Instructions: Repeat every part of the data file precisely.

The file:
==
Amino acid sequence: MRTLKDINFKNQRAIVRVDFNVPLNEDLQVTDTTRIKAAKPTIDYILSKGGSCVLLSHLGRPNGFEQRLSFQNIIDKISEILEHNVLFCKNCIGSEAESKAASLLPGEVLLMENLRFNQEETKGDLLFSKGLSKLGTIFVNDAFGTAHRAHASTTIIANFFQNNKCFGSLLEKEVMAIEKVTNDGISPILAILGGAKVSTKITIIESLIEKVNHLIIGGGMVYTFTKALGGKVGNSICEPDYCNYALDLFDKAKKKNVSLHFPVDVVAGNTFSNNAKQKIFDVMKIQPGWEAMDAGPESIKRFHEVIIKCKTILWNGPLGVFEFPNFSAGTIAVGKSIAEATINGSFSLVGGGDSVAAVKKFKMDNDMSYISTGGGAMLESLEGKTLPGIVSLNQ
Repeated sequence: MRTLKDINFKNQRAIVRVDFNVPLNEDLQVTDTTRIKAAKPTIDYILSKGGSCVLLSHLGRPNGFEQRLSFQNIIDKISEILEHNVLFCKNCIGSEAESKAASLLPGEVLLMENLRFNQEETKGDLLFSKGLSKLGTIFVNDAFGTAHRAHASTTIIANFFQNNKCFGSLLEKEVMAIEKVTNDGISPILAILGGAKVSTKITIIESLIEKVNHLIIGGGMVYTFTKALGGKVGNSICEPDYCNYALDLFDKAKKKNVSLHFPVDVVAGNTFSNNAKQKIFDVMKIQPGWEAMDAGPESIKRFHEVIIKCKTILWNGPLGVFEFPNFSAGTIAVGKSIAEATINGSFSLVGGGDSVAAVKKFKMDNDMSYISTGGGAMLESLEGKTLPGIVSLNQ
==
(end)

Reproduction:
Amino acid sequence: MRTLKDINFKNQRAIVRVDFNVPLNEDLQVTDTTRIKAAKPTIDYILSKGGSCVLLSHLGRPNGFEQRLSFQNIIDKISEILEHNVLFCKNCIGSEAESKAASLLPGEVLLMENLRFNQEETKGDLLFSKGLSKLGTIFVNDAFGTAHRAHASTTIIANFFQNNKCFGSLLEKEVMAIEKVTNDGISPILAILGGAKVSTKITIIESLIEKVNHLIIGGGMVYTFTKALGGKVGNSICEPDYCNYALDLFDKAKKKNVSLHFPVDVVAGNTFSNNAKQKIFDVMKIQPGWEAMDAGPESIKRFHEVIIKCKTILWNGPLGVFEFPNFSAGTIAVGKSIAEATINGSFSLVGGGDSVAAVKKFKMDNDMSYISTGGGAMLESLEGKTLPGIVSLNQ
Repeated sequence: MRTLKDINFKNQRAIVRVDFNVPLNEDLQVTDTTRIKAAKPTIDYILSKGGSCVLLSHLGRPNGFEQRLSFQNIIDKISEILEHNVLFCKNCIGSEAESKAASLLPGEVLLMENLRFNQEETKGDLLFSKGLSKLGTIFVNDAFGTAHRAHASTTIIANFFQNNKCFGSLLEKEVMAIEKVTNDGISPILAILGGAKVSTKITIIESLIEKVNHLIIGGGMVYTFTKALGGKVGNSICEPDYCNYALDLFDKAKKKNVSLHFPVDVVAGNTFSNNAKQKIFDVMKIQPGWEAMDAGPESIKRFHEVIIKCKTILWNGPLGVFEFPNFSAGTIAVGKSIAEATINGSFSLVGGGDSVAAVKKFKMDNDMSYISTGGGAMLESLEGKTLPGIVSLNQ